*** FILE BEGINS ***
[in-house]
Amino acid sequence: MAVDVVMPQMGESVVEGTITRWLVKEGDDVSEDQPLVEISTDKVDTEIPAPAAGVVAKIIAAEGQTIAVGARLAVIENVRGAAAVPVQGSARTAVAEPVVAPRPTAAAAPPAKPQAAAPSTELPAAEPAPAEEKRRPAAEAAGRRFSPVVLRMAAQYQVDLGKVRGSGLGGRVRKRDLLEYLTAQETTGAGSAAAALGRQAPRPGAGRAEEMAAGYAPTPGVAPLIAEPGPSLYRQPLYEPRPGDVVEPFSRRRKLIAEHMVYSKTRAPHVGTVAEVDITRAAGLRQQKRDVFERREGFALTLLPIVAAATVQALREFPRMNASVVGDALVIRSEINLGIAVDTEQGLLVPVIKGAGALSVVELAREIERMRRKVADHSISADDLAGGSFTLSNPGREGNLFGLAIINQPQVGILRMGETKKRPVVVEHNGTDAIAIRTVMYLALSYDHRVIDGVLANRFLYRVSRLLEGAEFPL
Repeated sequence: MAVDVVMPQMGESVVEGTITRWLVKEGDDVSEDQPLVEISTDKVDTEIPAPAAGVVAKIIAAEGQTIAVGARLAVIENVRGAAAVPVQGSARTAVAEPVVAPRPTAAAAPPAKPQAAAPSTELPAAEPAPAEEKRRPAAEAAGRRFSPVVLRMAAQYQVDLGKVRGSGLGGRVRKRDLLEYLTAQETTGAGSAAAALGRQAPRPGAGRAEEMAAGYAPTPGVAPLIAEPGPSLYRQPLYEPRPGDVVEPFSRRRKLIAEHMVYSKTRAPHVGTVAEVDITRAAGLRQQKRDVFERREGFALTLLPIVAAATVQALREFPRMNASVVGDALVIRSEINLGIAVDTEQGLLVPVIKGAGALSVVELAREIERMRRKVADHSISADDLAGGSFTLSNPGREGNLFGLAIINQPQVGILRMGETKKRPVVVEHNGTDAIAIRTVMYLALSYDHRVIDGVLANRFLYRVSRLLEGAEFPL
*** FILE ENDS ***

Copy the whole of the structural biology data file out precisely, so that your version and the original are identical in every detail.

[in-house]
Amino acid sequence: MAVDVVMPQMGESVVEGTITRWLVKEGDDVSEDQPLVEISTDKVDTEIPAPAAGVVAKIIAAEGQTIAVGARLAVIENVRGAAAVPVQGSARTAVAEPVVAPRPTAAAAPPAKPQAAAPSTELPAAEPAPAEEKRRPAAEAAGRRFSPVVLRMAAQYQVDLGKVRGSGLGGRVRKRDLLEYLTAQETTGAGSAAAALGRQAPRPGAGRAEEMAAGYAPTPGVAPLIAEPGPSLYRQPLYEPRPGDVVEPFSRRRKLIAEHMVYSKTRAPHVGTVAEVDITRAAGLRQQKRDVFERREGFALTLLPIVAAATVQALREFPRMNASVVGDALVIRSEINLGIAVDTEQGLLVPVIKGAGALSVVELAREIERMRRKVADHSISADDLAGGSFTLSNPGREGNLFGLAIINQPQVGILRMGETKKRPVVVEHNGTDAIAIRTVMYLALSYDHRVIDGVLANRFLYRVSRLLEGAEFPL
Repeated sequence: MAVDVVMPQMGESVVEGTITRWLVKEGDDVSEDQPLVEISTDKVDTEIPAPAAGVVAKIIAAEGQTIAVGARLAVIENVRGAAAVPVQGSARTAVAEPVVAPRPTAAAAPPAKPQAAAPSTELPAAEPAPAEEKRRPAAEAAGRRFSPVVLRMAAQYQVDLGKVRGSGLGGRVRKRDLLEYLTAQETTGAGSAAAALGRQAPRPGAGRAEEMAAGYAPTPGVAPLIAEPGPSLYRQPLYEPRPGDVVEPFSRRRKLIAEHMVYSKTRAPHVGTVAEVDITRAAGLRQQKRDVFERREGFALTLLPIVAAATVQALREFPRMNASVVGDALVIRSEINLGIAVDTEQGLLVPVIKGAGALSVVELAREIERMRRKVADHSISADDLAGGSFTLSNPGREGNLFGLAIINQPQVGILRMGETKKRPVVVEHNGTDAIAIRTVMYLALSYDHRVIDGVLANRFLYRVSRLLEGAEFPL